"S" Is for Poetry
Each year our first-grade students research different ocean animals; this year we decided to research seals. My students spent three weeks researching, writing, sharing, editing, and then writing again. When it was finally done, we had a class book…ONE class book. I mentioned to another teacher about all of the hard work my students had done on their book. I wanted each of them to take their research home, but I couldn’t afford to make copies for each student. She suggested having my students write an acrostic poem about seals with one of ReadWriteThink.org’s student interactives.
Because of the wide range of ability levels in my class, I began the activity in a whole-group setting before we went to the computer lab. Students wrote one word that reminded them of seals on a sticky note and then we sorted the words by the letter they began with, paying special attention to words that began with the letters s, e, a, and l. Then, we worked together to create a class acrostic poem about seals, and afterward students worked on individual acrostic poems.
We went to the computer lab to use the interactive Acrostic Poems tool. When students got to the “brainstorming” page, I brought out the list of words we had created in the classroom. Students were able to look at our original list and choose which words they wanted to use. I gave students the option to use the poem they had created earlier in the day or to create a new one using the words they had recently brainstormed. Once the poems were written, students hit the “print” button and couldn’t wait to see the finished product!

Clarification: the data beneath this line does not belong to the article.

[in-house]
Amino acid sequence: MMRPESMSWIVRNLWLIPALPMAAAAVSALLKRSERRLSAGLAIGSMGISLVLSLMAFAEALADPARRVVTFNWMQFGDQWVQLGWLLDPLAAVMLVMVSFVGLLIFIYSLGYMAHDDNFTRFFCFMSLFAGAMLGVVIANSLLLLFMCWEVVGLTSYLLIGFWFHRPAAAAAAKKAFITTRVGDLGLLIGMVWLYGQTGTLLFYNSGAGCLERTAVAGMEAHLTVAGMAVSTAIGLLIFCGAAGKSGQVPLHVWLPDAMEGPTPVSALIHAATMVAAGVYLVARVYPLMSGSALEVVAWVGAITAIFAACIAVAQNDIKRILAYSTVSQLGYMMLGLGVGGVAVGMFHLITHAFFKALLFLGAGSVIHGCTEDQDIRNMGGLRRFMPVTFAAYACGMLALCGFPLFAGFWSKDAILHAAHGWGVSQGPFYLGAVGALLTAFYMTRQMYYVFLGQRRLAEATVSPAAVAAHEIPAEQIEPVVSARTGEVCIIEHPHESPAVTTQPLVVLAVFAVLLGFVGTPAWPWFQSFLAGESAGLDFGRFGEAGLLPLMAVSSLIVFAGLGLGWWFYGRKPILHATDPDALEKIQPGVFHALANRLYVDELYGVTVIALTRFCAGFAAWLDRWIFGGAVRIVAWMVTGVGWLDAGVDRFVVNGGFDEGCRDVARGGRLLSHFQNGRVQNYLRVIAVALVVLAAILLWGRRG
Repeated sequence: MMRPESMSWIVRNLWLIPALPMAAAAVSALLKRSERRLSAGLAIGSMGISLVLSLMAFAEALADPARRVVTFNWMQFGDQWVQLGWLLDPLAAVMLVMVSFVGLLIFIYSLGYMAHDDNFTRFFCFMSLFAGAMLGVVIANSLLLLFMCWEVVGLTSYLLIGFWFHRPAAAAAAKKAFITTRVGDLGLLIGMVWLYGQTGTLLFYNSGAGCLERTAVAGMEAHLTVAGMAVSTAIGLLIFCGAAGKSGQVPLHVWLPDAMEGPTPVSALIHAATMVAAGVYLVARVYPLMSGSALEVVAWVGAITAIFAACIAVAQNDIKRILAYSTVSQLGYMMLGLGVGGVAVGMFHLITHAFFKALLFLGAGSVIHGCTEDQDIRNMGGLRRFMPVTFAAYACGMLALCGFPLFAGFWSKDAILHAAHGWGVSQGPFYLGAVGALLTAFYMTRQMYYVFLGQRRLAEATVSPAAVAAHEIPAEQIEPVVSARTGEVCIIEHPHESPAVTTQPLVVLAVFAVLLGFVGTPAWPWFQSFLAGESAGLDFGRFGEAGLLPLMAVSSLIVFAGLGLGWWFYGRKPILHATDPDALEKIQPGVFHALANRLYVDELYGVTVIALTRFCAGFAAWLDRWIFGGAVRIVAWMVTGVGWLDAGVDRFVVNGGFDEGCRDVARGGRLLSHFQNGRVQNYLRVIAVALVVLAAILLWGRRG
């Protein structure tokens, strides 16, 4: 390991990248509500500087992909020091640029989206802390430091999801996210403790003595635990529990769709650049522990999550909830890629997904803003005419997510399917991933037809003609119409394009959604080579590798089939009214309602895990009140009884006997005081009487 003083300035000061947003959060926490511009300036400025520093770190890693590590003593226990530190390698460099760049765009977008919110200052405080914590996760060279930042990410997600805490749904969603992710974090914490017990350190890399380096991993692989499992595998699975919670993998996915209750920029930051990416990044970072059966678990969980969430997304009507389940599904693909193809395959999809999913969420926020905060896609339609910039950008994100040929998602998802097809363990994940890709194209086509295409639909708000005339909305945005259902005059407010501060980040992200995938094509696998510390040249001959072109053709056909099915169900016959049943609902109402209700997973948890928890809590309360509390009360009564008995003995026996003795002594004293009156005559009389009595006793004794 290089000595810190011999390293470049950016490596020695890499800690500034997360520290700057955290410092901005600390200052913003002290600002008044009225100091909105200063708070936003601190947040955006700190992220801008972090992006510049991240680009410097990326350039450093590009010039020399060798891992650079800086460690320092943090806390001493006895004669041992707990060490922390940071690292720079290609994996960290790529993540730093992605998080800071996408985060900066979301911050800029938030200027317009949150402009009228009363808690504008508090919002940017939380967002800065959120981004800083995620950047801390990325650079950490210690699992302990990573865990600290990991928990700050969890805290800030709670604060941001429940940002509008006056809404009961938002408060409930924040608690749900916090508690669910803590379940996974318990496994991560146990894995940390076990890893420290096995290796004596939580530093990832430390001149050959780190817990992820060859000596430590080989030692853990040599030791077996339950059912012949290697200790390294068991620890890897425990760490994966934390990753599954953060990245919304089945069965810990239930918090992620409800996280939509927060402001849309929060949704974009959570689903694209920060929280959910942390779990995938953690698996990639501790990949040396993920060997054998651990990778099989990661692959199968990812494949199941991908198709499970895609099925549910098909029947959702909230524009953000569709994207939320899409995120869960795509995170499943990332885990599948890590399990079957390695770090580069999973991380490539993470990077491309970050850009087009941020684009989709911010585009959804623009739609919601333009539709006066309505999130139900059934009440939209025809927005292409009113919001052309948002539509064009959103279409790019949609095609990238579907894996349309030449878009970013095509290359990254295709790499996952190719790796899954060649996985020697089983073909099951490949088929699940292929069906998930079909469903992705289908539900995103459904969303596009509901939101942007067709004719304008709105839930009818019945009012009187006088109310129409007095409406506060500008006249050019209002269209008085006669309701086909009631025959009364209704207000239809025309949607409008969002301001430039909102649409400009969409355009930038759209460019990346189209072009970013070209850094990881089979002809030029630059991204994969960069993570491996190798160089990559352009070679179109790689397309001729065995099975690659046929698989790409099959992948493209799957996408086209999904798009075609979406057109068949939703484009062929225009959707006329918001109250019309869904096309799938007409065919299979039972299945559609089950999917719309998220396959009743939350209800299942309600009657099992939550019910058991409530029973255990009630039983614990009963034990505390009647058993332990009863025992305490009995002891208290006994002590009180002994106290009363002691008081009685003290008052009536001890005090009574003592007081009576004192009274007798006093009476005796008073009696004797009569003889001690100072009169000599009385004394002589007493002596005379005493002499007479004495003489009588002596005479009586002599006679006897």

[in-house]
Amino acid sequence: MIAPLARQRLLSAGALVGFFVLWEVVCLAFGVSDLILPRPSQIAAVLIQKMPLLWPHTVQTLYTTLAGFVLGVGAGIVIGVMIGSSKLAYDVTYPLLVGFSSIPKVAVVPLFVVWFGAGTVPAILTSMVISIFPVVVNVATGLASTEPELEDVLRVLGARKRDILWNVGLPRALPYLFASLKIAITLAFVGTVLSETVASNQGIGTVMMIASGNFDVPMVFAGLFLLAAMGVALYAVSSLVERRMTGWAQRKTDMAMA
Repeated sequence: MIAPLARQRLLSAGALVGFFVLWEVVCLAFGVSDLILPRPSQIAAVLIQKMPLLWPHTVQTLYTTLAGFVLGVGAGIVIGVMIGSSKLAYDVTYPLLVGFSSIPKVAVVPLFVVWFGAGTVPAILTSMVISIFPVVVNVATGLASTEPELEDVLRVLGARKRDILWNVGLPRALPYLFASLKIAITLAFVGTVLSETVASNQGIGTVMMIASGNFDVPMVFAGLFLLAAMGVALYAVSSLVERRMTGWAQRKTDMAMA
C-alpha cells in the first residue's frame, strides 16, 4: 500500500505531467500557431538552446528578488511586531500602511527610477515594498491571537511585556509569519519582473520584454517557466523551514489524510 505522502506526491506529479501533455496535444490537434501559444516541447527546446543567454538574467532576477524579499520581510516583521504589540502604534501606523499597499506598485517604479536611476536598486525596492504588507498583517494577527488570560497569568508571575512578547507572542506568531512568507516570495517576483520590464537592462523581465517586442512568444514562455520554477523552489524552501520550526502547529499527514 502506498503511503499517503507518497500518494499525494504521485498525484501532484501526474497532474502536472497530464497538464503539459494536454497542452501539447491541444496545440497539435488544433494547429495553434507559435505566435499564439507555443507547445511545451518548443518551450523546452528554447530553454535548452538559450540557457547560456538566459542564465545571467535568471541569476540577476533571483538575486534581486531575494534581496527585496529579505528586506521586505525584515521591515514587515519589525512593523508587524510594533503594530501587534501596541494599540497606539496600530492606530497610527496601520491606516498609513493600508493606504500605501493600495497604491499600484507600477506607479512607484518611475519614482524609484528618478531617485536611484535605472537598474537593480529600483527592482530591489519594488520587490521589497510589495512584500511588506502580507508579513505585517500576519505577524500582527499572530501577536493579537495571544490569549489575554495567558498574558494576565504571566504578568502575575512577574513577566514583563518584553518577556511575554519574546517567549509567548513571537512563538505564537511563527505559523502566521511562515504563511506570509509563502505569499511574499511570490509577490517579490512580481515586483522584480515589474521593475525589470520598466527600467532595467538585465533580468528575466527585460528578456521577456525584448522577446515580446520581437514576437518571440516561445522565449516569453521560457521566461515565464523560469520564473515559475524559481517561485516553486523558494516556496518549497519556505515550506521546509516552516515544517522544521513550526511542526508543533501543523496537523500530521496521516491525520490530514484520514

Since then, my students have also used the interactive Diamante Poems tool to create poems about sharks, turtles, armadillos, and much, much more. Thanks, ReadWriteThink.org, for making my kids want to write and write and write…. I just hope I have enough ink to keep up with them!
- BIOGRAPHY |
I have been teaching for five years, four of which have been in first grade. One of my passions is bringing the world into my classroom. If I can manage to get it there, it’s in there…no matter what! I have been married for 16 years, and I have three children: two daughters and a son. I enjoy spending time with my family at the ranch, volunteering, and scrapbooking.
I recommend using the poetry interactive tools as an introduction to students writing their own poems. The tools take students step by step through the writing process, and when they are done, they have a “published” poem that they wrote by themselves!
For younger students, I recommend brainstorming a list of words together as a class to use in their poetry before heading to the computer lab. By creating a list of words together, students with special needs can concentrate on the type of poem to write, not what to write.